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KNIGHT: Resistance in the age of bullying

As official intolerance grows, the courageous are starting to push back

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I don't know about you, but I'm hearing more and more from people around the country who are terrified about where the nation is headed.

Every day, we're confronted with more unchecked abuses of power. Judges, attorneys general, governors, legislators and the president of the United States are openly ignoring their oaths to uphold the law.

The Internal Revenue Service (IRS), fresh from being exposed for targeting Tea Parties, brazenly proposes new rules to make sure agents can continue the persecution without worrying about legalities.

Even the mighty National Football League and the 2015 Super Bowl were used as leverage by homosexual activists and their corporate allies to kill a much-needed religious-freedom bill in Arizona recently.

It's not just government agencies that are functioning as ruthless enforcers of political correctness. Ask any schoolchild who has had the audacity to defend marriage in a Facebook posting or Tweet.

Nothing seems to slow down this juggernaut.

Ben S. Carson, who also writes a regular column for this newspaper, is a man who does not engage in hyperbole. His sheer reasonableness, along with a stellar career as one of the nation's top neurosurgeons, terrifies liberals.

In an interview with BreitbartTV.com at the recent Conservative Political Action Conference (CPAC), he likened the current trend of intimidation in America to conditions in Nazi Germany.

Asked about his remark that we are "living in a Gestapo Age," Dr. Carson responded: "I mean very much like Nazi Germany, and I know you're not supposed to say Nazi Germany, but I don't care about political correctness. You know, you had a government using its tools to intimidate the population. We now live in a society where people are afraid to say what they actually believe."

Dr. Carson gave a masterful critique of political correctness and a defense of conservative principles at last year's National Prayer Breakfast in February. He was shortly thereafter subjected for the first time in his life to an Internal Revenue Service (IRS) audit of his real estate records.

"After that proved pristine, they said, 'Well, let's do a full audit,' he said. "After that proved pristine, they said, 'Well, let's audit another year,' and finally after three months they went away."

Perhaps the most overt case of selective enforcement is the Jan. 24 arrest of Dinesh D'Souza, author of the 2010 book "The Roots of Obama's Rage" and producer of the hit documentary "2016: Obama's America," on a charge of illegal campaign donations to a friend in a New York state race.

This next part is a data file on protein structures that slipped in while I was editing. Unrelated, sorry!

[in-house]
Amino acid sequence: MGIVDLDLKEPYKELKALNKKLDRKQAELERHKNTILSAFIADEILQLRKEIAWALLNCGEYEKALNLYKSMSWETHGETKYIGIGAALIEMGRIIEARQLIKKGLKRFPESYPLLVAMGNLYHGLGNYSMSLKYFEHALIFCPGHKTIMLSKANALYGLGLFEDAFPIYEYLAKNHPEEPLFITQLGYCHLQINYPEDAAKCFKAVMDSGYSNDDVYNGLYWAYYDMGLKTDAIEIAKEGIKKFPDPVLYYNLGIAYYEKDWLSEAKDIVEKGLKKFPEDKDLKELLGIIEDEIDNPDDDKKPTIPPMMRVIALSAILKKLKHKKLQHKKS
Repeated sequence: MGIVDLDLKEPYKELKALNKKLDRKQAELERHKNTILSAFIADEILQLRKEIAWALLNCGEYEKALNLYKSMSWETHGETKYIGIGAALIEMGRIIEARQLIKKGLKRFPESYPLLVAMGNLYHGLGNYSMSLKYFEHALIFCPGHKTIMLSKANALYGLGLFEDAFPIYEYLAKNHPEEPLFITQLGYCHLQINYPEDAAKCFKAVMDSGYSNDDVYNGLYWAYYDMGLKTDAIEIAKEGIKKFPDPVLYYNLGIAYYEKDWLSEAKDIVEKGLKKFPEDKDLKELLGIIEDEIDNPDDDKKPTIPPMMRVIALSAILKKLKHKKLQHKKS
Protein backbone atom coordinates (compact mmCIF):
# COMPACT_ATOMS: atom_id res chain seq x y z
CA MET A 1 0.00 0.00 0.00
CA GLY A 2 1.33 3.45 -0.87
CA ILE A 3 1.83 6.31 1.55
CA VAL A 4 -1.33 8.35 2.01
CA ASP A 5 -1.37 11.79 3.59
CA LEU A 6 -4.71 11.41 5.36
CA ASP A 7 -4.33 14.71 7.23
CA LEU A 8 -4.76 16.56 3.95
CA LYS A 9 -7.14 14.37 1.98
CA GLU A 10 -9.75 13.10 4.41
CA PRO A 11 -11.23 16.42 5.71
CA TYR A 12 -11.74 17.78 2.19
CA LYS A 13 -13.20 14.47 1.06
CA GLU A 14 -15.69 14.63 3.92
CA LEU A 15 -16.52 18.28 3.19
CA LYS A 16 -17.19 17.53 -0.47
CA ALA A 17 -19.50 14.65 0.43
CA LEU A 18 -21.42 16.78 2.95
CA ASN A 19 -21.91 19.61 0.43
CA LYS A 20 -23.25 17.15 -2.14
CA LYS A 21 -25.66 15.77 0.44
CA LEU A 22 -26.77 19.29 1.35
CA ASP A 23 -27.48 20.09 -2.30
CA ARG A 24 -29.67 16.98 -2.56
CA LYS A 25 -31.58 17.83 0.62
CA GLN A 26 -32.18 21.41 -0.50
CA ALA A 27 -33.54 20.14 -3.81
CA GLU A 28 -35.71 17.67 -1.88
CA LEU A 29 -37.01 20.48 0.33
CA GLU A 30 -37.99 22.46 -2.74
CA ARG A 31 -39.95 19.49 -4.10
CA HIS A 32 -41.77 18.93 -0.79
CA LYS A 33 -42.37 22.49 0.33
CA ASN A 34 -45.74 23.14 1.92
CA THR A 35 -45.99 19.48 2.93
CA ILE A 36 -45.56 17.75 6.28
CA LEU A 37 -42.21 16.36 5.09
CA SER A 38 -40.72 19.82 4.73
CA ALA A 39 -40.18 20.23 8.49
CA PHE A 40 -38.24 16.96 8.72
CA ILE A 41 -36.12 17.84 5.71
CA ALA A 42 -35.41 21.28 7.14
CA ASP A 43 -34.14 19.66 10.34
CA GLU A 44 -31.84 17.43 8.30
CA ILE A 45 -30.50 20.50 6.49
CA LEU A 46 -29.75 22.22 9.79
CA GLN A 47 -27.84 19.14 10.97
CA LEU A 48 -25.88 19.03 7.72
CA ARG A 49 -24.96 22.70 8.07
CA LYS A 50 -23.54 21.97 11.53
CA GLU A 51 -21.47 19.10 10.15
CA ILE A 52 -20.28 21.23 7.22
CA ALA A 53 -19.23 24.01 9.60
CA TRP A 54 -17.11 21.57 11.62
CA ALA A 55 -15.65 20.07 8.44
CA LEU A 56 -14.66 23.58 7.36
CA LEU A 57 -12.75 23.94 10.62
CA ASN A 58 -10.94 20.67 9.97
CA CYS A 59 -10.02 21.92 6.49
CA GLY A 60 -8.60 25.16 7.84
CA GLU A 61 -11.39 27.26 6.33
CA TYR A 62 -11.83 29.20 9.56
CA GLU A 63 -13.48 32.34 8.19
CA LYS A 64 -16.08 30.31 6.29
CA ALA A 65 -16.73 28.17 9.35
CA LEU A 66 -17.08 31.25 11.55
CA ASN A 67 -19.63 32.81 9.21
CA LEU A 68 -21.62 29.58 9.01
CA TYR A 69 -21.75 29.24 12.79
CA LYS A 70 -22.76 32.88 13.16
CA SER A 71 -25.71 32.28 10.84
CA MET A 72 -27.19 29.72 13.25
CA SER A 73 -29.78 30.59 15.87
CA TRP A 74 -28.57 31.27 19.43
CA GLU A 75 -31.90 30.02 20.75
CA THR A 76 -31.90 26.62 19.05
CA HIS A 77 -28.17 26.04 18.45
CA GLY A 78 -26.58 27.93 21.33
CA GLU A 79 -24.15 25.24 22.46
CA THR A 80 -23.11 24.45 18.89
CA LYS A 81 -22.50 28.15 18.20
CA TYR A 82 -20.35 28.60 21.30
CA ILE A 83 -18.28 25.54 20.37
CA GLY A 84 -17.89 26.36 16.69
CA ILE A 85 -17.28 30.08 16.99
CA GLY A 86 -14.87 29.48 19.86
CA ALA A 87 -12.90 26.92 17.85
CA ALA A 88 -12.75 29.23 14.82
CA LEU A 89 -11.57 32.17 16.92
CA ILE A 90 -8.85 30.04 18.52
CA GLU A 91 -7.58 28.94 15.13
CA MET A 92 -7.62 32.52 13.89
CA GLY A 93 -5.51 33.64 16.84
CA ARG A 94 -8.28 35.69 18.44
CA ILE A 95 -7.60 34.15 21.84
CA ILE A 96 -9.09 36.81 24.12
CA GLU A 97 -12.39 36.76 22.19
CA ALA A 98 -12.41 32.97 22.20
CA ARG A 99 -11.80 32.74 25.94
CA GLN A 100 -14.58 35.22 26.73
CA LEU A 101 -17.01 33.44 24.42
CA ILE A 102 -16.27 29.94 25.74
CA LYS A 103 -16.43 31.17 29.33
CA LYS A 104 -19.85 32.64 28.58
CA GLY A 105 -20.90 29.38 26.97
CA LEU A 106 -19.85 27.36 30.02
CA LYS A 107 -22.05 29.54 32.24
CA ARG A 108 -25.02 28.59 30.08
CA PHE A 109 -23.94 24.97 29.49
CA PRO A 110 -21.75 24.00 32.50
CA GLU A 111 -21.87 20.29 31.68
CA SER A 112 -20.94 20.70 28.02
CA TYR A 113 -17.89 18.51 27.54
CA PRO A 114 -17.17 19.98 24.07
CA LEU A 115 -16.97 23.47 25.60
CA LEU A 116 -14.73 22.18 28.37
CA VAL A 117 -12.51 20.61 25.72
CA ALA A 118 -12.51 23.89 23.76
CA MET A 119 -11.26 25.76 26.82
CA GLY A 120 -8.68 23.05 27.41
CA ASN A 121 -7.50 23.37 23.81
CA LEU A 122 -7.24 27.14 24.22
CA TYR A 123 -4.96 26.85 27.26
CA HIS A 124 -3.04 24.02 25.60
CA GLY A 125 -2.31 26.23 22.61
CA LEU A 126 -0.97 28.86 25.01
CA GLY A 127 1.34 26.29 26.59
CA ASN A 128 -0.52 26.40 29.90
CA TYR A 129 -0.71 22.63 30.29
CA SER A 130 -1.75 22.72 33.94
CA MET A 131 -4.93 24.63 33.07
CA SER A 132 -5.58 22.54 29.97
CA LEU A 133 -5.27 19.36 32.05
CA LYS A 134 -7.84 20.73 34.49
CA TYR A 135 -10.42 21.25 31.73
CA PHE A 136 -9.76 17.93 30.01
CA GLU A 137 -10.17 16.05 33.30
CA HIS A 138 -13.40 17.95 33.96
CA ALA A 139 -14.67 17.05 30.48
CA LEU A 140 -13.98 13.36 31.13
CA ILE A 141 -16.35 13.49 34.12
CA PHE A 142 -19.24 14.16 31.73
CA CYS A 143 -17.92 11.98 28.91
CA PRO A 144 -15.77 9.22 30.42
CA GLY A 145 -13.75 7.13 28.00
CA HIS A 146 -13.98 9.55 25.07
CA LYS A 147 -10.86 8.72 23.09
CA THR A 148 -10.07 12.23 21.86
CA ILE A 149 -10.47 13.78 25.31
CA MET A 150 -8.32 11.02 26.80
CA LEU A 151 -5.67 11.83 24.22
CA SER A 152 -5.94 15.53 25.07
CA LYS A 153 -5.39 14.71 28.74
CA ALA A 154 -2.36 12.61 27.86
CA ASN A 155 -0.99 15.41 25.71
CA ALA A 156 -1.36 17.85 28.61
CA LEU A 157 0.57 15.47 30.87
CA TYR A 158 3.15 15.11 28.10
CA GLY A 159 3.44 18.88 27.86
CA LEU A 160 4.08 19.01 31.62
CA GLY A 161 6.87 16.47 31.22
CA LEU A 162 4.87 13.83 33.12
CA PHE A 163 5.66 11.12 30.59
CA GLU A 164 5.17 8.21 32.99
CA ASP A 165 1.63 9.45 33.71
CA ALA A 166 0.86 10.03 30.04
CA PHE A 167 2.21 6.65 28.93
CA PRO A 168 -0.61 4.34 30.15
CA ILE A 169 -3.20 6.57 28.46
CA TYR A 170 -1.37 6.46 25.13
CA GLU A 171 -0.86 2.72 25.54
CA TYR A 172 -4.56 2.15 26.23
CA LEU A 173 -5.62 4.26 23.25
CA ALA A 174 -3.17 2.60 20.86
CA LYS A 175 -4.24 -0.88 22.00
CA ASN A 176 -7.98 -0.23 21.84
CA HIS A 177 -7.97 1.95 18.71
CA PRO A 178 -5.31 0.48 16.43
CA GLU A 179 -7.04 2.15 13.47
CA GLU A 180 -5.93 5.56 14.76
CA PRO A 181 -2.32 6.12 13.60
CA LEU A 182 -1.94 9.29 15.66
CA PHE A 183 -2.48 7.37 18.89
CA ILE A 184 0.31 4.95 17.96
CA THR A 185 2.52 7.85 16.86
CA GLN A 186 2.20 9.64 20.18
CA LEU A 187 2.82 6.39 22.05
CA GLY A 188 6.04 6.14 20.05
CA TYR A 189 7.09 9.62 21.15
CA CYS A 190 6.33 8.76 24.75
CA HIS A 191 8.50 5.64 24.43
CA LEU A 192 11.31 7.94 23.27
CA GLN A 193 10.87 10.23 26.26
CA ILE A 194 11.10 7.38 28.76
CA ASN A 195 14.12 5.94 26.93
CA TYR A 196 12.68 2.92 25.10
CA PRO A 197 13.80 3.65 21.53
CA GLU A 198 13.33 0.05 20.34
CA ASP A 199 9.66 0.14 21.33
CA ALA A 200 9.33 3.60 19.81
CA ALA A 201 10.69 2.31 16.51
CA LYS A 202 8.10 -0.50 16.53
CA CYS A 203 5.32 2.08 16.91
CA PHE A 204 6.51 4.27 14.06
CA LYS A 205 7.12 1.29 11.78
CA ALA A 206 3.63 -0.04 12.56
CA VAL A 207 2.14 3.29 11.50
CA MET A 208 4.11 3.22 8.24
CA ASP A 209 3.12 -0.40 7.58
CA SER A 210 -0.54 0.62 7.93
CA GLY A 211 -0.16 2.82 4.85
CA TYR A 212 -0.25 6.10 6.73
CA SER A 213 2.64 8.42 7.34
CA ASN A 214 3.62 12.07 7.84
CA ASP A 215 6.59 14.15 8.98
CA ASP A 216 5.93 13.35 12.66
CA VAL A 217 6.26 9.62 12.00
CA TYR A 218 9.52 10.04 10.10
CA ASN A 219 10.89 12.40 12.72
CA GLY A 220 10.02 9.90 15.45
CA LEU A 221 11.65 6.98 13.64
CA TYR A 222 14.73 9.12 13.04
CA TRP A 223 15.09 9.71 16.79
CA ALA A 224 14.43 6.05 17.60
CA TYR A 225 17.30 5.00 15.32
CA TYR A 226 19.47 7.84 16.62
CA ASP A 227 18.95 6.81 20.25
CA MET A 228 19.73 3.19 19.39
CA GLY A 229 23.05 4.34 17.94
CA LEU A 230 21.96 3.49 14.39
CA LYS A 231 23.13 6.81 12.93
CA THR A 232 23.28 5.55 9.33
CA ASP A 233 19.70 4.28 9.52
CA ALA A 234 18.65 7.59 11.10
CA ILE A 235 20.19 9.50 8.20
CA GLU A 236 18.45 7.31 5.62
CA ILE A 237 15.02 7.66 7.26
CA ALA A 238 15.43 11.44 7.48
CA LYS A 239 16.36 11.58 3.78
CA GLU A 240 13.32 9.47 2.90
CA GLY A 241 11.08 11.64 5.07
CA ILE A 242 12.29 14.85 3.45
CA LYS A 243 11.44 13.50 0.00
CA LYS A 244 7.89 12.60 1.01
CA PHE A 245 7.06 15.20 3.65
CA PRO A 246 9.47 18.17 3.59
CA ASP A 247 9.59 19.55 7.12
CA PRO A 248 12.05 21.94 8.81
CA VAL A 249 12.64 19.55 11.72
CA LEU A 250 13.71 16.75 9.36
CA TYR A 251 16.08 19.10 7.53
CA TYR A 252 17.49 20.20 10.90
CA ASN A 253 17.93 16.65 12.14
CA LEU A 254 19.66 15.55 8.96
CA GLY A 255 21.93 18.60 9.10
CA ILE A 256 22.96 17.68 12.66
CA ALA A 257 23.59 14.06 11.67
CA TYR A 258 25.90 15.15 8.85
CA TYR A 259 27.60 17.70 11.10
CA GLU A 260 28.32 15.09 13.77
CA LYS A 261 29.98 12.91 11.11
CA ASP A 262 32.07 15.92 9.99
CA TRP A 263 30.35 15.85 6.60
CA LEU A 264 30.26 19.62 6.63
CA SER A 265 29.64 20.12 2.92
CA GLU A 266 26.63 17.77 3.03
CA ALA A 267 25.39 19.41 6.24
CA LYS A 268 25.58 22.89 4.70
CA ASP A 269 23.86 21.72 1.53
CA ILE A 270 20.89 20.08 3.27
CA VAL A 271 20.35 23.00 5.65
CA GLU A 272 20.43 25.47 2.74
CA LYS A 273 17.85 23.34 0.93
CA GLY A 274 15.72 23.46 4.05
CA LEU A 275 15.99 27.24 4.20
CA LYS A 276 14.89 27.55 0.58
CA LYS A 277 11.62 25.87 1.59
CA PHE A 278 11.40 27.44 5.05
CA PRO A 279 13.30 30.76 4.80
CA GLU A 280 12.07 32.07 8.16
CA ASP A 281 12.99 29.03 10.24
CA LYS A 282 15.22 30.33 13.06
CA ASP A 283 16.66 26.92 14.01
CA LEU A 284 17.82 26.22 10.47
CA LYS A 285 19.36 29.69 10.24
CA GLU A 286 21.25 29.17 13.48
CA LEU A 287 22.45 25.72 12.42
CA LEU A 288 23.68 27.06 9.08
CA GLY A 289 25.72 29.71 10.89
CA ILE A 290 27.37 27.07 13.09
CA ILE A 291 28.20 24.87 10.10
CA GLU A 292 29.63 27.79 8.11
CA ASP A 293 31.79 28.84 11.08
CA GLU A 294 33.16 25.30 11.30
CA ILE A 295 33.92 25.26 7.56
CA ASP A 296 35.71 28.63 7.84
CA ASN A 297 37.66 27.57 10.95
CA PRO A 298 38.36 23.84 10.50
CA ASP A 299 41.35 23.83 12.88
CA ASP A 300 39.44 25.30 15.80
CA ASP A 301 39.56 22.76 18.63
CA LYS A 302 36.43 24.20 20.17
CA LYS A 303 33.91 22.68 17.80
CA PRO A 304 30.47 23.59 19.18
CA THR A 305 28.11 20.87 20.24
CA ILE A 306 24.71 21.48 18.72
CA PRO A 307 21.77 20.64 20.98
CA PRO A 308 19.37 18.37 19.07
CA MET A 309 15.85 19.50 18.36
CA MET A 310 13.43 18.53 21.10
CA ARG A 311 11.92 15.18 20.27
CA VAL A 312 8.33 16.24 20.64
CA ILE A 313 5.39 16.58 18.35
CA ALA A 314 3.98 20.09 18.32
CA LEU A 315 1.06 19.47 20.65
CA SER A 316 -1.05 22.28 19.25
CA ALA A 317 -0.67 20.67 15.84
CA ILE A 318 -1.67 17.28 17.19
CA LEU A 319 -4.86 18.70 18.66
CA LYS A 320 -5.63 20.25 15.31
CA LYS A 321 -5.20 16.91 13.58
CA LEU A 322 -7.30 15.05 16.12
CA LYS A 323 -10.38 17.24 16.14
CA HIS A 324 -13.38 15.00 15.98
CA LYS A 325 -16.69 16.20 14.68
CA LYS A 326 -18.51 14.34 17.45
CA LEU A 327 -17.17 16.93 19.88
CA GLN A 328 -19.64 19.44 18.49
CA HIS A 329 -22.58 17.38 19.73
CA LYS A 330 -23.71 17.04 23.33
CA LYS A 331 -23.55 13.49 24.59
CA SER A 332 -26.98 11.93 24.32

Millions of dollars flow to "green" companies that give heavily to Democratic candidates, but their executives are not hauled to jail like Mr. D'Souza.

For sheer breadth of abuse by U.S. government agencies, True the Vote founder Catherine Engelbrecht and her husband rate a special place. In her Feb. 6 testimony before the House Committee on Oversight and Government Reform, Mrs. Engelbrecht said:

"Since that filing [for nonprofit status] in 2010, my private businesses, my nonprofit organizations and family have been subjected to more than 15 instances of audit or inquiry by federal agencies."

These include the IRS, the Occupational Safety and Health Administration, the Bureau of Alcohol, Tobacco, Firearms and Explosives, and even the FBI.

"There is no other remarkable event, no other reason, to explain away how for decades I went unnoticed, but now find myself on the receiving end of interagency coordination into and against all facets of my life, both public and private," she testified.

Four weeks later, IRS official Lois Lerner, who is at the heart of the IRS' Tea Party targeting scandal, invoked the Fifth Amendment nine times to avoid testifying before the same House committee. Who will hold her accountable?

When lawlessness keeps happening at the highest levels, people become reluctant to voice their opinion, even in private. They aren't sure where it will end up or who will take offense.

In a Feb. 15 essay for The Wall Street Journal, Russian writer Mikhail Shishkin described how difficult it is to resist authoritarianism:

"To be sure, taking a stand against power, force, your own government is not easy. Especially if you are responsible for a family, your children. It is precisely on this care for loved ones that regimes have always caught people, as on a hook. It is easy to sacrifice one's self for a good cause. It is very difficult when sacrificing one's self would entail the sacrifice of one's loved ones."

As political correctness expands its suffocating reach, not everyone is lying down for it. Mrs. Engelbrecht and Mr. Carson say they won't back off. A handful of conservative leaders say the same.

Then there's the Cathy family, who run Chick-fil-A. Faced with threats from government leaders, the restaurant chain owners refuse to recant their belief in God's institution of marriage as the union of a man and a woman. Neither will "Duck Dynasty" patriarch Phil Robertson, whose program ends with grace said in Jesus' name.

The Age of Tolerance, which rewards cowardice, encourages group-think and punishes dissent, is quickly morphing into the Age of Bullying. Whether it morphs further into outright totalitarianism will depend on whether millions of heretofore politically inactive Americans join the growing resistance before the shackles are too thick to break.

Robert Knight is senior fellow for the American Civil Rights Union and a columnist for The Washington Times.

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